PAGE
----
As was pointed out in Committee, there are several precedents for this order-making power, including legislation passed by previous Conservative Administrations--namely the Northern Ireland (Border Poll) Act 1972. Other precedents include the Referendum Act 1975, the Scotland Act 1978, the Wales Act 1978 and, more recently, the Greater London Authority (Referendum) Act 1998. The arrangements for the conduct of the elections to the Scottish Parliament and the National Assembly for Wales also derive from subordinate legislation made under the Scotland Act 1998 and the Government of Wales Act 1998.

I hope that the House will be reassured that we are creating nothing sinister--nothing that may give the Secretary of State power mendaciously to influence the outcome of a referendum campaign. The provision is simply concerned with the mere mechanics of a referendum poll. I point out to the right hon. Member for

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North-West Hampshire that, if any legal dispute should arise, Pepper v. Hart will apply. No doubt he has had a chance to look it up overnight.

It is appropriate that such an order should be subject to the affirmative resolution procedure. I therefore commend amendment No. 82 to the House.

7.45 pm

I turn now to amendments Nos. 182 and 151. It is true that, in its original report, the Neill committee recommended against spending limits in referendum campaigns. Both in the report and in their comments on the draft Bill, members of the committee made it clear that its difficulty with spending limits was based not so much on principle, but on practical grounds. We have rehearsed that argument, so I shall not go into it at great length. The committee had particularly in mind the transient nature of some referendum campaign organisations.

The Government are not persuaded that the practical difficulties are too great. The Neill committee had already recommended that referendum campaign organisations--not merely those in receipt of public funds, but any that intended to spend more than the de minimis limit--should register with the Electoral Commission. That requirement provides in itself much of the control machinery needed for the imposition of expenditure limits. There is no reason why it should be more difficult, practically and technically, to impose spending limits in referendum campaigns than it is to impose them in constituency election contests or--perhaps I dare say it--campaigns to be mayor of London.

As to the principle, the Government take the view that it is every bit as desirable to prevent a referendum campaign from being skewed by the amount of money at the disposal of particular participants as it would be in a general election campaign.

The official Opposition have not really answered that point. There has been much huffing and puffing, but no clear statement as to why they oppose expenditure controls. One of their arguments is that Neill did not recommend them; another is that they would be difficult to organise. However, that does not go to the nub of the issue: why--if it were possible to do so--do the Opposition believe that we should get involved in some form of arms race over who can spend the most in a referendum campaign? That is undesirable. The point is to allow people to choose; it is not about who can spend the most on putting out propaganda. As the hon. Member for Hazel Grove (Mr. Stunell) remarked in Committee, the Conservatives seem to confuse expenditure controls with the amounts available to parties and other organisations.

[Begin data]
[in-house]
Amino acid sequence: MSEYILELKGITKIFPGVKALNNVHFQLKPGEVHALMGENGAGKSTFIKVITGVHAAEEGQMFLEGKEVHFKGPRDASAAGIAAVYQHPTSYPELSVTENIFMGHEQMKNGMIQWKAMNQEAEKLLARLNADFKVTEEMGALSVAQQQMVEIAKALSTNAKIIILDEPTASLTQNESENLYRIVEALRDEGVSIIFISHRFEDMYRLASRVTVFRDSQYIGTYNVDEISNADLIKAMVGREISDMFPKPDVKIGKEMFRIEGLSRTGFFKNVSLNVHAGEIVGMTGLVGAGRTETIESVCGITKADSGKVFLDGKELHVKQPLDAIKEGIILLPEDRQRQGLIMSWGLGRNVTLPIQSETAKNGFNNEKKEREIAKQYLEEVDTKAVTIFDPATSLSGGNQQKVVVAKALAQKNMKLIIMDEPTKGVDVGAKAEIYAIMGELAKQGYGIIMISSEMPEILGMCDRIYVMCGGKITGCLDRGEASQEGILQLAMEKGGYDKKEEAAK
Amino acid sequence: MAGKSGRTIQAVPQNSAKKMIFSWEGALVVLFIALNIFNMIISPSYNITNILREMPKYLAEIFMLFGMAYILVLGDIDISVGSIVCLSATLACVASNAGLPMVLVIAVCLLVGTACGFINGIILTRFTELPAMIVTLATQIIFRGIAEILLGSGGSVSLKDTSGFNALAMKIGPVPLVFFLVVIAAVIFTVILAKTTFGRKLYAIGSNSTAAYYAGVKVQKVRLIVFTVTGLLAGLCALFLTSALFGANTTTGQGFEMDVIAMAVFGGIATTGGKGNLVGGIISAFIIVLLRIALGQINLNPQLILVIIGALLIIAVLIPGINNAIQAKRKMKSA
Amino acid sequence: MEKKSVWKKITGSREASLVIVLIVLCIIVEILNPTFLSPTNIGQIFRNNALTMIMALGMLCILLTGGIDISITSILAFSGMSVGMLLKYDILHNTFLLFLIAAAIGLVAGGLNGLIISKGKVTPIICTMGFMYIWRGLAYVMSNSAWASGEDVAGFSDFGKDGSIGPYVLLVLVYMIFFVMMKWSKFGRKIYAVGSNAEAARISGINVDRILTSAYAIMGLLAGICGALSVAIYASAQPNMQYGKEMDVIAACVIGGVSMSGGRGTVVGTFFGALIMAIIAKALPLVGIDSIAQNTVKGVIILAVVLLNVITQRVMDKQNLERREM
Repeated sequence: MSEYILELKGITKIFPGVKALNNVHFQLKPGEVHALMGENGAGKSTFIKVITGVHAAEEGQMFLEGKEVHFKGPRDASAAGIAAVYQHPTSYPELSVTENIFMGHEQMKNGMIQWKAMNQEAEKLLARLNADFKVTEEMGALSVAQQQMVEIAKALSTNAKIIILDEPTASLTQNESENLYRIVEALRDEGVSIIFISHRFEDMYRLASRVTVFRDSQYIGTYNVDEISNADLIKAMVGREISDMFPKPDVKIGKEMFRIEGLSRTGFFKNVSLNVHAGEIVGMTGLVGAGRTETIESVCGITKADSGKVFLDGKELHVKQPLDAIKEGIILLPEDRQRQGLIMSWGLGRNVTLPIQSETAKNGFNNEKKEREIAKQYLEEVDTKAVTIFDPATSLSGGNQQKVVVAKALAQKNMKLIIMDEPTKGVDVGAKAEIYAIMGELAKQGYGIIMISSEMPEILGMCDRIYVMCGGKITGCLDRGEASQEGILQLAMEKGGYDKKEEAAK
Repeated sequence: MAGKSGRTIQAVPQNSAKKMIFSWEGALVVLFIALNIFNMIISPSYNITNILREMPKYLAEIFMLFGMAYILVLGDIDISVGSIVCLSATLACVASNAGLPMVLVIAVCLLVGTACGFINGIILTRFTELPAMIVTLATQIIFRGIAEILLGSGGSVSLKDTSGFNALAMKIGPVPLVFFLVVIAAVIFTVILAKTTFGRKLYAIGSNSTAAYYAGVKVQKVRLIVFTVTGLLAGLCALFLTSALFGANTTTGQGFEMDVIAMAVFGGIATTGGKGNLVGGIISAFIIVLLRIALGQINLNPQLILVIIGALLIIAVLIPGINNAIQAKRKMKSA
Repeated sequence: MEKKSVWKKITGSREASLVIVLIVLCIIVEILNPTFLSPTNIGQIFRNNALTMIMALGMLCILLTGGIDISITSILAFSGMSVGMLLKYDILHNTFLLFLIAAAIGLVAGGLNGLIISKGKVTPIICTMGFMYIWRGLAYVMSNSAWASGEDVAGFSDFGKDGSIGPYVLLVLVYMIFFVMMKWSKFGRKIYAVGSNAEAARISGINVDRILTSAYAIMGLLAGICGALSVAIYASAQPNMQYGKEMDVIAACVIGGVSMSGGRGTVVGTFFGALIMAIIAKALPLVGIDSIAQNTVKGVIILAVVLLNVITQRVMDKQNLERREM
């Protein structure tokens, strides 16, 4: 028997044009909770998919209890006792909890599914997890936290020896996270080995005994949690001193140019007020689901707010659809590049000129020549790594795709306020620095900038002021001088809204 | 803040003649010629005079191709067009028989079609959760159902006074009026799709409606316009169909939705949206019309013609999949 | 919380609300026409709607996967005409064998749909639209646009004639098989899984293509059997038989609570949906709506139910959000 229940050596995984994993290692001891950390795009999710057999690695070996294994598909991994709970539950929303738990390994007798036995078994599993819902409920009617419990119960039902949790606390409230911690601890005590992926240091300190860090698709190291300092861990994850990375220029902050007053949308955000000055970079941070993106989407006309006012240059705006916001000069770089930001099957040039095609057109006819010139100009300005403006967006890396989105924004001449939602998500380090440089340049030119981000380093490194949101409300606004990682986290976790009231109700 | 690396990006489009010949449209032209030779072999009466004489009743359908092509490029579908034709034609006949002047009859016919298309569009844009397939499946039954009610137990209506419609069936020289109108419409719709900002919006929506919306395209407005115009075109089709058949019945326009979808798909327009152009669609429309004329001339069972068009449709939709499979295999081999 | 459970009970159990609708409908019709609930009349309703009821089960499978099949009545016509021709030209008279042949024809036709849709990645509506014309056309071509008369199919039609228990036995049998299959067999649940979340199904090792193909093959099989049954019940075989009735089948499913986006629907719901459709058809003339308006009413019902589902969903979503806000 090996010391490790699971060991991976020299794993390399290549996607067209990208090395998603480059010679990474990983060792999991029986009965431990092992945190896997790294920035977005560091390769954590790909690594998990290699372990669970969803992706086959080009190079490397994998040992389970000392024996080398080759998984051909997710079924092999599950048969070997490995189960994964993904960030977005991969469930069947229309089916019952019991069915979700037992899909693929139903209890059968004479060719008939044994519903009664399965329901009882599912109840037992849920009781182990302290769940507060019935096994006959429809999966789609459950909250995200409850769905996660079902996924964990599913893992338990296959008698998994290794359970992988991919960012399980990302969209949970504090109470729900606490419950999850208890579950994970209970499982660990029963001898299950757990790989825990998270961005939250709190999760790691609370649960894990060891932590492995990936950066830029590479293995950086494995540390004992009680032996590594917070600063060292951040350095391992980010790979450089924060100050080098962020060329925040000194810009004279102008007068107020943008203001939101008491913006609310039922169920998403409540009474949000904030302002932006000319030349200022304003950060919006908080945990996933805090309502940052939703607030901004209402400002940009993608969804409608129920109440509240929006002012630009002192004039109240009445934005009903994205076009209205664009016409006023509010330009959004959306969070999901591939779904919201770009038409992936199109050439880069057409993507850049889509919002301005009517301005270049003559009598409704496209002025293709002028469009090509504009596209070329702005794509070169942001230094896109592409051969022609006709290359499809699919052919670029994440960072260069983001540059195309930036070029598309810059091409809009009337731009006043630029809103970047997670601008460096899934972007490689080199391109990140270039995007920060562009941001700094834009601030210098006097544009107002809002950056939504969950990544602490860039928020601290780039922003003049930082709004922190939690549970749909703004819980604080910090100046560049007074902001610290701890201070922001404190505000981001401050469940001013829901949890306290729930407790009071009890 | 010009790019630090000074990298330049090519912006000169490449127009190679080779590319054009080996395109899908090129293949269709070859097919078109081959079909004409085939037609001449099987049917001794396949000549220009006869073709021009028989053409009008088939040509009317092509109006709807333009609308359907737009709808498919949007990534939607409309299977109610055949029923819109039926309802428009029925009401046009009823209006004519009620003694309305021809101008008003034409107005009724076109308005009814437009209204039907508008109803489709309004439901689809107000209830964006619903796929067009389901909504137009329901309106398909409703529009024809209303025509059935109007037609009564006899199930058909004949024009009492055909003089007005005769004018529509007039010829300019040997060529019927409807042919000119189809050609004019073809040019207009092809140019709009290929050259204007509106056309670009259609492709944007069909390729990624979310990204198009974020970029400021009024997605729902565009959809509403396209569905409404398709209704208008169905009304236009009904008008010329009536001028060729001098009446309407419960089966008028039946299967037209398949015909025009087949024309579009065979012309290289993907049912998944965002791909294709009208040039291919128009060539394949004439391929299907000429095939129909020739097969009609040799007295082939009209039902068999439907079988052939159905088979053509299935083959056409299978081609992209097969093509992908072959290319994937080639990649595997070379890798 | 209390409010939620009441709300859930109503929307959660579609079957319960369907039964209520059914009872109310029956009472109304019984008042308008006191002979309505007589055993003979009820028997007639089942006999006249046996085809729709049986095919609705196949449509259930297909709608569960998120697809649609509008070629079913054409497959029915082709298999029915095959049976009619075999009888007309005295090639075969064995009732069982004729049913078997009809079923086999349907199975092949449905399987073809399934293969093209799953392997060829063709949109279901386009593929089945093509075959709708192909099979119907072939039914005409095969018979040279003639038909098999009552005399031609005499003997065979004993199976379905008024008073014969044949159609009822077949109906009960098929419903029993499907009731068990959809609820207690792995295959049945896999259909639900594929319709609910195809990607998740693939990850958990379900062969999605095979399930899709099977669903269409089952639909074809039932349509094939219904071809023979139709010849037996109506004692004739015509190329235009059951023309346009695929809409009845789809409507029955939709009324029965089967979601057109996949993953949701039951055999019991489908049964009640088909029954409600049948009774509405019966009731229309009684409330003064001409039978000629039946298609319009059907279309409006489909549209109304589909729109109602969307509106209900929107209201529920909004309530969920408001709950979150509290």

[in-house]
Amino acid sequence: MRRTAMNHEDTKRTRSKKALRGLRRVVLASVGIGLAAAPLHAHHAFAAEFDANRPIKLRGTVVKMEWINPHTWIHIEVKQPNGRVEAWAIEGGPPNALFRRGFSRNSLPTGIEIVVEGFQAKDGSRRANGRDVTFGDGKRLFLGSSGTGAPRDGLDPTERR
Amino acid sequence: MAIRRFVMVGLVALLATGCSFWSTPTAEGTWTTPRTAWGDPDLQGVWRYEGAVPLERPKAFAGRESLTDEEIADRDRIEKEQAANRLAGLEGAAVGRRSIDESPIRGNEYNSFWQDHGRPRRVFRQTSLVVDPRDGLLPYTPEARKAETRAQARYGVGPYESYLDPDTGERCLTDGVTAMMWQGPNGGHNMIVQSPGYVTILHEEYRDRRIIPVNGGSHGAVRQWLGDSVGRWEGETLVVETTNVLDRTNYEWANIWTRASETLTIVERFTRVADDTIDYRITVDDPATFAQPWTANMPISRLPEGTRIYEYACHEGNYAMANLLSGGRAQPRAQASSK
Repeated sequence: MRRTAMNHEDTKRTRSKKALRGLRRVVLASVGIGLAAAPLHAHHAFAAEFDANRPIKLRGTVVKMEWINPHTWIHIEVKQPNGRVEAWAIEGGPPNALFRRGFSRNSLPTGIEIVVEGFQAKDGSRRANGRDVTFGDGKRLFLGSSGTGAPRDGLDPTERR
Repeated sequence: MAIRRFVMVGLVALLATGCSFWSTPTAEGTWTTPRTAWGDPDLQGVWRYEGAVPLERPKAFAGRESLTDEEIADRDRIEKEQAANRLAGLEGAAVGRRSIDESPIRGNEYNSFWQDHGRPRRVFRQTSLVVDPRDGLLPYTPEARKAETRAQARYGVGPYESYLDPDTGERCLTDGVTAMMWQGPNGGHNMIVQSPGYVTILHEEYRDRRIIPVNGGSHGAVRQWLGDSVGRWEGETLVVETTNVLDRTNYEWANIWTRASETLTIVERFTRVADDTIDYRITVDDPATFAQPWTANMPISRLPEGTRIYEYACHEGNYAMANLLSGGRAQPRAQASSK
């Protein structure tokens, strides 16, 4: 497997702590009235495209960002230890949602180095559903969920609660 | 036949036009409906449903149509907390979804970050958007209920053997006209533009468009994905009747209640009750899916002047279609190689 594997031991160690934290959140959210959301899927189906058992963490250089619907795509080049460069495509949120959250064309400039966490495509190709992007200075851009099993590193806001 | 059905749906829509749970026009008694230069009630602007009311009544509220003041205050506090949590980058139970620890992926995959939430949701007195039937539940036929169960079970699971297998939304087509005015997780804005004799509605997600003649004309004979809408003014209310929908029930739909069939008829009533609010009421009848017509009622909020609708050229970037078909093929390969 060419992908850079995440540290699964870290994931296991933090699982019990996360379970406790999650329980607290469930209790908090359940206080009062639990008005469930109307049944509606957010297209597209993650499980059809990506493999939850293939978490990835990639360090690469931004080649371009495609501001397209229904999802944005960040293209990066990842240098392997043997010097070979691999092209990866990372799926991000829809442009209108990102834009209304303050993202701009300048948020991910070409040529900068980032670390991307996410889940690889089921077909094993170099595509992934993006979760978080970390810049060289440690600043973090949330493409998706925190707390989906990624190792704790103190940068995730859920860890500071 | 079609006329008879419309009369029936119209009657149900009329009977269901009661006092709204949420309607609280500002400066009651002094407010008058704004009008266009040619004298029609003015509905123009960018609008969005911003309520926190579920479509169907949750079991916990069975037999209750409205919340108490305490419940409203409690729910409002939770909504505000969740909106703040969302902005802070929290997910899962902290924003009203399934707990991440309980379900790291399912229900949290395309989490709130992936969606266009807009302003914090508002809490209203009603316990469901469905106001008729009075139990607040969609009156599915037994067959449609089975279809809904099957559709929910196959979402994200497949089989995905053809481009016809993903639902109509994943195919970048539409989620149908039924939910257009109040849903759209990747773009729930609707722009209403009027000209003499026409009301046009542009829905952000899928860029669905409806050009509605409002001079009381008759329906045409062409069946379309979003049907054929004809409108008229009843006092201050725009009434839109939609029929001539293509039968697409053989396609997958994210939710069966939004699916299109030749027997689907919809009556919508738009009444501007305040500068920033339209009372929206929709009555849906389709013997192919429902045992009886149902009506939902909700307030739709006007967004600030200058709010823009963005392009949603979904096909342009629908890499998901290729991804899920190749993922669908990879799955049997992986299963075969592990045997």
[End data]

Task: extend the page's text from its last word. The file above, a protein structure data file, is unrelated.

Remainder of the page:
The serious point, which cannot be gainsaid, is that expenditure controls on parties and organisations cannot be relied on to ensure that the same amount is spent by both sides in a referendum campaign. We have been over that ground on previous occasions. As no scheme has been suggested to achieve that result, it is common ground in the House that it would not be practicable. However, that does not dispose of the case for expenditure controls with more limited objectives and, possibly, more modest results.

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We have consistently kept an open mind on the detail of the scheme--especially the figures in schedule 13. We adjusted the limits for political parties, and the basis for such limits, in response to the comments of the Neill committee on the draft Bill. We have continued to invite Opposition Members to tell us if they think that the figures should be further varied.

The official Opposition have consistently declined to make any suggestions; they simply say that they want no limits at all. They are not prepared to enter serious discussions on how we can ensure that people have a choice that is not skewed by an arms race for who can spend the most. Their only reply to our request to enter that debate is that it is all too difficult. Obviously, we shall vote on whether there should be expenditure controls. However, if there is to be a scheme--as we say there should be--the detail is as right as we could fairly and reasonably make it.

We continue to think that it is only realistic to regard the larger political parties as likely to want to participate in a referendum campaign, and that the spending limits should reflect the electoral support they enjoy. However, the Bill does not require a party to participate in a campaign; for example, a party may not do so because it is split or for other reasons.

We have tried to take a principled view; it is right to have expenditure controls, but we do not want an arms race during a referendum campaign. We invited the Conservatives to join us in supporting that view and to discuss how it might be applied. However, they seem to reject the principle altogether. I regret that. If we really care about democracy and the way in which a referendum campaign is conducted, we should try to ensure that there is a reasonably fair playing field. We want to ensure a rough balance--it could never be perfect--so that the people who decide the outcome of the referendum can make up their minds, exercise their judgment and come to a conclusion based on a fair and reasonably balanced presentation of the evidence.

That is how we intend to progress. I hope that, even at this late stage, the Conservatives will join us.